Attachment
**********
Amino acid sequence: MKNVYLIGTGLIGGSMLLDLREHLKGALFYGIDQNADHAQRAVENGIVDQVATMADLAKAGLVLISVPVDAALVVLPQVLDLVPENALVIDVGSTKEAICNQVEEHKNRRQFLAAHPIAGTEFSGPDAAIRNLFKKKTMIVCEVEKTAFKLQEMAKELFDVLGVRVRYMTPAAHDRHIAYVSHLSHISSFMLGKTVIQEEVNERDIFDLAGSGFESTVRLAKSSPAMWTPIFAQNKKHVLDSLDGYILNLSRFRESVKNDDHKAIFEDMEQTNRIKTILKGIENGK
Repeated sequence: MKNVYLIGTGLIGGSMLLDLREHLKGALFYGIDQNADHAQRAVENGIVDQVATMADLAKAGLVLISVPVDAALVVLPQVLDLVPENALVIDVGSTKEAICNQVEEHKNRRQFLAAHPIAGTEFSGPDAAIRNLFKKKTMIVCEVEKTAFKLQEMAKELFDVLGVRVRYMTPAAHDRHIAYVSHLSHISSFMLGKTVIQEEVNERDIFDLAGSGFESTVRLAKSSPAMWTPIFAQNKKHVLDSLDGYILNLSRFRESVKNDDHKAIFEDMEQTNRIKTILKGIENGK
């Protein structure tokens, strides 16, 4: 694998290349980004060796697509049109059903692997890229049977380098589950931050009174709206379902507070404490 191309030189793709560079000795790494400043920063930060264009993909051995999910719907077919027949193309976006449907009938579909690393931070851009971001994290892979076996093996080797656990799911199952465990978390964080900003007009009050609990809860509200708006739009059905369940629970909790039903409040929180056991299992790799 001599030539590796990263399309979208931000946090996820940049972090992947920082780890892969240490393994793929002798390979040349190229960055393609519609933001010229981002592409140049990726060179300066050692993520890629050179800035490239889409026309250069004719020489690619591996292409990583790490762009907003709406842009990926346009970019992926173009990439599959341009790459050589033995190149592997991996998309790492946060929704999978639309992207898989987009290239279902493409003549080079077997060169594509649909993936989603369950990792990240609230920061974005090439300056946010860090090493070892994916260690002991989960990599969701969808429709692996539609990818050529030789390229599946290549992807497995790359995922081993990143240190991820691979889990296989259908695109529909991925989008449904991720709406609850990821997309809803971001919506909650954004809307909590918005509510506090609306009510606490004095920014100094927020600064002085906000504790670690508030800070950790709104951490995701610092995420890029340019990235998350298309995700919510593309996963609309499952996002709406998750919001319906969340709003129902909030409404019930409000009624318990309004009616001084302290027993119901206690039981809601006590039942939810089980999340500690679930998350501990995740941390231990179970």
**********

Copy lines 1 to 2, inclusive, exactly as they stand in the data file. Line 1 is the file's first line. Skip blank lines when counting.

Amino acid sequence: MKNVYLIGTGLIGGSMLLDLREHLKGALFYGIDQNADHAQRAVENGIVDQVATMADLAKAGLVLISVPVDAALVVLPQVLDLVPENALVIDVGSTKEAICNQVEEHKNRRQFLAAHPIAGTEFSGPDAAIRNLFKKKTMIVCEVEKTAFKLQEMAKELFDVLGVRVRYMTPAAHDRHIAYVSHLSHISSFMLGKTVIQEEVNERDIFDLAGSGFESTVRLAKSSPAMWTPIFAQNKKHVLDSLDGYILNLSRFRESVKNDDHKAIFEDMEQTNRIKTILKGIENGK
Repeated sequence: MKNVYLIGTGLIGGSMLLDLREHLKGALFYGIDQNADHAQRAVENGIVDQVATMADLAKAGLVLISVPVDAALVVLPQVLDLVPENALVIDVGSTKEAICNQVEEHKNRRQFLAAHPIAGTEFSGPDAAIRNLFKKKTMIVCEVEKTAFKLQEMAKELFDVLGVRVRYMTPAAHDRHIAYVSHLSHISSFMLGKTVIQEEVNERDIFDLAGSGFESTVRLAKSSPAMWTPIFAQNKKHVLDSLDGYILNLSRFRESVKNDDHKAIFEDMEQTNRIKTILKGIENGK